Adding Simplicity

Automated, model-driven architecture could be your ticket to simpler, less painful enterprise development.

Who has time to worry about the intricacies of every technology deployed in the enterprise? I just want to write out my requirements, possibly in some formal way, and have an enterprise architect be able to quickly translate those requirements into an application ready for deployment. I want this done regardless of the platforms or languages used, and I want it done in months, not years. Yet it still takes years to develop decent enterprise applications.

Technical salespeople have been selling me their new miracle products for years, and while each one has helped in small ways, it still takes me longer than it should to get what I need to get done. I still have to muck around with platform- and language-specific details to get any of it working. Not to mention the myriad of scripting tools I use just to glue it all together! Each new technology is presented as the next saviour of the ROI movement. And yet, doesn't it seem that every one of these new technologies just adds more complexity to an already complex enterprise? Automated model-driven architecture (aMDA) just may hold the answer to this common CTO quandary.

Origin of Complexity

Remember the good old days of Visual Basic and PowerBuilder? That was back in the days of client/server systems when all you needed was a glorified GUI to access some server-based database. Two-tier architectures were the norm, and only occasionally did you need to venture out into the three-tier world. Then the Internet took over, and distributed applications became the must-have. Things started getting very complex after that.

And now to add to this nightmare, service-oriented architectures are replacing our comfortable synchronous world with message queues, loose coupling, and asynchronous communications. J2EE is now the language du jour for elite software developers, and their rallying cry has always been portability and open standards.

But J2EE has only added to the complexity with myriad frameworks for Web presentations (servlets, JSPs, Struts, JavaServer Faces, Turbine, Page Flows, and portal frameworks) and persistence layers (CMPs, JDO, POJOs, and Hibernate). Not to mention the huge amount of specifications and APIs that make up J2EE and the art of deploying to multiple application servers whether you're using JBoss, Weblogic, WebSphere, or Oracle. Did they make it this complicated just to force you to pay J2EE consultants a lot of money to help translate your requirements into their codified Greek?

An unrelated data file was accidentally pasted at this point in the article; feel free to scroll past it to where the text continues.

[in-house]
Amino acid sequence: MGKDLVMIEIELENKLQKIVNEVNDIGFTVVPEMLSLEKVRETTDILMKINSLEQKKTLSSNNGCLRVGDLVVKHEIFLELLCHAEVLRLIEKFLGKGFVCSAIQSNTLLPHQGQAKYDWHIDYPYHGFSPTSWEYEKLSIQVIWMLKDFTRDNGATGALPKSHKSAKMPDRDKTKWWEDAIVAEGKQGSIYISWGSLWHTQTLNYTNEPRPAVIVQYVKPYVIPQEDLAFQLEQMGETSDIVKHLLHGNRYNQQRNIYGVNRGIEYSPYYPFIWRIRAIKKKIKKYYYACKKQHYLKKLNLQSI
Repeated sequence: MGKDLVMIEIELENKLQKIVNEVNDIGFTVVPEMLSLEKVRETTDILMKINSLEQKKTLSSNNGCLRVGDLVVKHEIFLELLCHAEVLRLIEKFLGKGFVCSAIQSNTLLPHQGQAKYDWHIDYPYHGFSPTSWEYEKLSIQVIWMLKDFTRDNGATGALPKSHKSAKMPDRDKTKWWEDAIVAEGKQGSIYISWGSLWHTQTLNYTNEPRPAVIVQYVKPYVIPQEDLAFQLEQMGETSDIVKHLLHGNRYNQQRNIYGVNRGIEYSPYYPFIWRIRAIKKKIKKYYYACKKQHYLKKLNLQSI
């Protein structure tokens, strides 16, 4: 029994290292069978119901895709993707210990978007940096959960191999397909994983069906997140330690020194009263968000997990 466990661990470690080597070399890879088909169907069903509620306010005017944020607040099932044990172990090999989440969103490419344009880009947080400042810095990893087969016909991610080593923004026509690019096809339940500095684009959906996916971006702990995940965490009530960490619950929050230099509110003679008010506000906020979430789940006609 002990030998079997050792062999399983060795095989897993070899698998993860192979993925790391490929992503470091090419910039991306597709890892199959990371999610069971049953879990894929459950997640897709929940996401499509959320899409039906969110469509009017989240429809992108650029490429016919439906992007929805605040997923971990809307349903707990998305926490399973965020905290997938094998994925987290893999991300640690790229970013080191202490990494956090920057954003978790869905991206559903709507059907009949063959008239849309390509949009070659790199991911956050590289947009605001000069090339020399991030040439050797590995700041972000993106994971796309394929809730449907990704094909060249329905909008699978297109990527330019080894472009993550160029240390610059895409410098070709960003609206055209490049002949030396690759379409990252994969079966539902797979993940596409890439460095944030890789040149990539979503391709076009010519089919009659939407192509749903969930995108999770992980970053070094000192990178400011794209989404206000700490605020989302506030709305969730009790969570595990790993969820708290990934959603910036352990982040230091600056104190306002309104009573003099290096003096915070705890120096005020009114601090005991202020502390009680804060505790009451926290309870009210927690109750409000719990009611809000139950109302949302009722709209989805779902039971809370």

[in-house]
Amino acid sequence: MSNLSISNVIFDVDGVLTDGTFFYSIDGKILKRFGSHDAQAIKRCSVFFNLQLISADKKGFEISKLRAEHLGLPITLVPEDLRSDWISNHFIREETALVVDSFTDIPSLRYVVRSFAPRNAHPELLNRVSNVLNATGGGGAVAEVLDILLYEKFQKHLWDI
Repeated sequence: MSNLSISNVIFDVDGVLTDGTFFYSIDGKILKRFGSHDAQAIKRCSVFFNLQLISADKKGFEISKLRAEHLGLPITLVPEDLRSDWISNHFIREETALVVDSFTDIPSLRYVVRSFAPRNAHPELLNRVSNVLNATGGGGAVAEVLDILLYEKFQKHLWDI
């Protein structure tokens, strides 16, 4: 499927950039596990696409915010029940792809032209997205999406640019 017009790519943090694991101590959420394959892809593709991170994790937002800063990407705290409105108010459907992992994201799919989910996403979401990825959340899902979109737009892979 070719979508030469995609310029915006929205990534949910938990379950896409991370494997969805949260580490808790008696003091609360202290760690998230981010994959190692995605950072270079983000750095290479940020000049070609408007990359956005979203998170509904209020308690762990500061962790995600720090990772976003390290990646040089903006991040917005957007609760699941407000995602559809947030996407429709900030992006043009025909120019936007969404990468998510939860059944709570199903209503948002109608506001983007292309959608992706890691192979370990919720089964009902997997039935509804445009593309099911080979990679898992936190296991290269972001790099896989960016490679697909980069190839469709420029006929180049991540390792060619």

Unfortunately, we're not going to get rid of the complexity. Some may argue that Microsoft .Net is simpler because it mimics the framework behind J2EE yet is a lot easier to develop and deploy because you're only dealing with a single toolset. But you still have to worry about proprietary standards and platform battles, and there's a very large learning curve to go from Visual Basic 6.0 to Visual Basic .Net. You still need .Net gurus to figure it all out.

The next argument is that Web services should even out the playing field because it's the paradigm for heterogeneous integration. However, go read the hundred or so Web service standards that exist or will exist and then get back to me on how simple Web services really are. Even if only five or six of those standards are actually necessary, you still must deal with the myriad of frameworks and tools that bind these XML documents to a particular language or platform. Again, there's no getting away from the simple fact that this is all not so simple.

Looking for Answers

So what to do? If you can't get away from the complexities inherent in the technologies used to implement these enterprise applications, how do you accomplish what you need to get done in the ever decreasing amount of time you have? The answer isn't in better tooling or newer technologies, although both are very important in implementing solutions. The answer isn't componentized frameworks, although you shouldn't build an enterprise application without them. The answer isn't even methodology, although you're getting close. The answer is aMDA. Although you may have heard of MDA, the addition of the adjective 'automated' isn't seen as often. It's an important addition to the initial concept, but for those not familiar with MDA, let me tackle that first.

Model-driven architecture has been around ever since modeling became a popular way of documenting and designing applications. However, the term and the concept itself received some formalization by the Object Management Group (OMG) sometime after 1997. (The OMG is a nonprofit software industry consortium whose charter includes providing a common framework for application development.)